Surgical Instrument Manufacturing & Raw Material

Quality surgical instrument manufacturing procedures are unique and vary from one manufacturer to the next. These procedures, when coupled with the knowledge and skill of the craftworkers, result in instruments that are exceptionally accurate, true to the design, and of consistently high quality. Peak Surgicals, a manufacturer of surgical instruments, rigorously inspects raw materials before making instruments to guarantee a high-quality end output.

Examination of Raw Material

  • Verifying the form and size of the raw material stock to verify quality
  • Analyzing the chemical composition using carbon, x-ray fluorescence, and emission spectrometry;
  • Examining the mechanical qualities (e.g., hardness) using ductility and hardness studies
  • Examining the metal structure for determining its acceptability

Grades of Stainless Steel used for Surgical Instrument Manufacturing

Surgical instruments are now composed of a range of materials such as composites, polymers, titanium, and stainless steel. Typically, two kinds of stainless steel series are utilized in the manufacture of surgical instruments.

  • Stainless steel in the 300 series (Austenitic)
  • Stainless steel in 400 series (Martensitic)

Heat treatment cannot be used to harden Austenitic steel. The 304 grade is the most common grade used for surgical equipment and is best suited for objects that need some malleability, meaning they can be pushed or molded into a different shape without breaking the metal. Cannulas, retractors, probes, mallets, and spreaders are among the surgical instruments usually created using this steel series.

Martensitic steel is a low-carbon steel that can be toughened and tempered by heat treatment. This kind of steel is ideal for surgical instrument manufacturing that demands strength and harsh cutting edges due to the strength achieved via the hardening process. Instruments such as bone cutters, clamps, forceps, needle holders, and chisels are usually made from the 410/420 grade of this steel series.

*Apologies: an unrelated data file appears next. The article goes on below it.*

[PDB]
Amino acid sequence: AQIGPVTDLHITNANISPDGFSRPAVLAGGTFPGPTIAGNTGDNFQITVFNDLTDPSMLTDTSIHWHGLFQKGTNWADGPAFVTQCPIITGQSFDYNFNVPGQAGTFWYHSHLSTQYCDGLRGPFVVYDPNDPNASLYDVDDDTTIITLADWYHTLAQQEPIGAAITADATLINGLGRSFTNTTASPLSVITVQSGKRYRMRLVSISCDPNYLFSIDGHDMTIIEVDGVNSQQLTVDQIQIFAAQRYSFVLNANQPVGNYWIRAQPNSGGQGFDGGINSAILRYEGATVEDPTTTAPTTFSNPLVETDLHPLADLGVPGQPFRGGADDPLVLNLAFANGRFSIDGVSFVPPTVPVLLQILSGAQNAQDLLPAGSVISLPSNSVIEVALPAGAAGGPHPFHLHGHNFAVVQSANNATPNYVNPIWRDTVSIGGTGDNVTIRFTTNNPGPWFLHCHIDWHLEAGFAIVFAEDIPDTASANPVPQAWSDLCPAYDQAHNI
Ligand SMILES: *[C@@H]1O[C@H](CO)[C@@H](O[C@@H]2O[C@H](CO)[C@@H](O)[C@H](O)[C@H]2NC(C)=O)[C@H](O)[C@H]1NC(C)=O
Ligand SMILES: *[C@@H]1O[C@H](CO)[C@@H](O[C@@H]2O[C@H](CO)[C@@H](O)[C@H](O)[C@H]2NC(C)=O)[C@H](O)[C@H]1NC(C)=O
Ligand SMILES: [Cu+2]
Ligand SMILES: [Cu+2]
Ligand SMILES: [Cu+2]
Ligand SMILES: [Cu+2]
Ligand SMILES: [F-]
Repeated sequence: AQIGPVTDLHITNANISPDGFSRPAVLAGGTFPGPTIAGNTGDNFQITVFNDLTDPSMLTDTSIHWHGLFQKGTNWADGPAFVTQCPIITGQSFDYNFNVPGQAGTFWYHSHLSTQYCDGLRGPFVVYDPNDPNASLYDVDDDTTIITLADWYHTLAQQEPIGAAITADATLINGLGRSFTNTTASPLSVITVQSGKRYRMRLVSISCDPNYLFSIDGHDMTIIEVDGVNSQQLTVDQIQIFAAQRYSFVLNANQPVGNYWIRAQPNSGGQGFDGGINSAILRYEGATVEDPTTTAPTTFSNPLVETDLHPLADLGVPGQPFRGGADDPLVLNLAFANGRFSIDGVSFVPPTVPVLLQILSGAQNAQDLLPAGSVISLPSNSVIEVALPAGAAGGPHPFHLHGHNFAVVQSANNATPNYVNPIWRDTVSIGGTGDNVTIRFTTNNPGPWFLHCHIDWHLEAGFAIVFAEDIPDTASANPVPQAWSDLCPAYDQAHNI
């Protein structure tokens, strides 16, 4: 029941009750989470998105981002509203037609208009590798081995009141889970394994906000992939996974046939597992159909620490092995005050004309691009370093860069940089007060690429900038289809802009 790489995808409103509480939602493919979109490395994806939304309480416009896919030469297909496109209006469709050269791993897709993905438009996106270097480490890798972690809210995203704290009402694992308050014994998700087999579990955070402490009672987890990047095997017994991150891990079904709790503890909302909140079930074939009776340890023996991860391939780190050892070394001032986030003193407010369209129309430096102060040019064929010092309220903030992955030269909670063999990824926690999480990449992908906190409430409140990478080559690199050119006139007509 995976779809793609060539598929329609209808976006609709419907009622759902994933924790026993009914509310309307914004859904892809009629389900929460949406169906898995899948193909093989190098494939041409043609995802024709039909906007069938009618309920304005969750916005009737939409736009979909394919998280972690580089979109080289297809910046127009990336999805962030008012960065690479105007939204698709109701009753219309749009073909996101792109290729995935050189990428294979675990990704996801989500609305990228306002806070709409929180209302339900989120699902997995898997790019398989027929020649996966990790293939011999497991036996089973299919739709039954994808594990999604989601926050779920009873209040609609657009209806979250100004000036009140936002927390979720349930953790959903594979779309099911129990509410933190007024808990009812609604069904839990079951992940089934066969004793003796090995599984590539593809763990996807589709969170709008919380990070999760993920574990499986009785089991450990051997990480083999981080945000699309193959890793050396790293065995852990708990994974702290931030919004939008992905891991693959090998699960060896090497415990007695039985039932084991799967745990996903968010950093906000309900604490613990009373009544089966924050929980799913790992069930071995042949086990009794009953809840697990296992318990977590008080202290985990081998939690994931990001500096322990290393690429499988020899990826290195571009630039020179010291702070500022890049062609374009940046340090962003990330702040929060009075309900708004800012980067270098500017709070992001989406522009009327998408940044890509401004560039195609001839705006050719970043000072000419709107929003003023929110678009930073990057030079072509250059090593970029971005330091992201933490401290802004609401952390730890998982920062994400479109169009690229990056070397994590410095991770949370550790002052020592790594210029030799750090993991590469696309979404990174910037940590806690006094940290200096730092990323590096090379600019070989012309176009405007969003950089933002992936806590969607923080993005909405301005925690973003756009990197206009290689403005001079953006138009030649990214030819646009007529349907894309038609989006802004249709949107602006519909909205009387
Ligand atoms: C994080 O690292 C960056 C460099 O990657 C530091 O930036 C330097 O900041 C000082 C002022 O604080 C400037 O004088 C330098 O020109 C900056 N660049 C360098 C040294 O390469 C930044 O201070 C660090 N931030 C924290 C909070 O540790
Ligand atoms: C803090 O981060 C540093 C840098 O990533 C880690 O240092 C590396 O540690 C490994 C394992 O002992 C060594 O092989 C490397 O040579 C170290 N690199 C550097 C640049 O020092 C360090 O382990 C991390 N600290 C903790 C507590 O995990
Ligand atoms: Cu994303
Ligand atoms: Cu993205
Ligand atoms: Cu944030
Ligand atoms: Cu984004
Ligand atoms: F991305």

Corrosion Resistance

Though stainless steel is typically corrosion-resistant, however, it is not immune to rust and corrosion. Perhaps a more accurate word would be stain-resistant,’ rather than stainless or stain-free. This is due to the fact that there are several factors that might produce corrosion on stainless steel.

 These include strong acid or alkaline concentrated detergent, friction with other non-corrosion resistant metals (during or after production), steel flaws, lubricating electrolytes, high chloride conditions, and other variables.

However, corrosion can be avoided with good material and tool selection, manufacturing care and procedures such as passivation, and careful medical care and handling before and after each use.

Determination of Melting Point and Processing Quality

The melting point and processing quality of synthetic material are determined by thermo-differential analysis; for molecular analysis, infrared spectrometry is employed. Peak Surgicals complete its trial processing for the manufacturing of surgical instruments.  The following factors influence the ultimate quality of instrument manufacturing:

  • The raw product quality,
  • The master designs for each instrument pattern,
  • The specific unique instrument pattern forms for quality comparison testing,
  • The die (i.e., the first forging pattern) used to forge instrument components
  • Craftworker skills and training, monitoring of all heating and cooling throughout manufacture, and quality control at each stage of the process
  • Each step of the processing must be monitored for quality assurance. Peak Surgicals adheres to 13485 to ensure the consistency and quality of each surgical tool.

Forging of Surgical Instruments

Forging is a vital operation that is carried out at a high temperature (about 800° C [1,472° F]) and with great force to construct the first shape of an instrument. Hardening and annealing (heating the item to remove hardness for handling and machining) also need heating the instrument components to high temperatures (about 800° C [1,472° F] and more).

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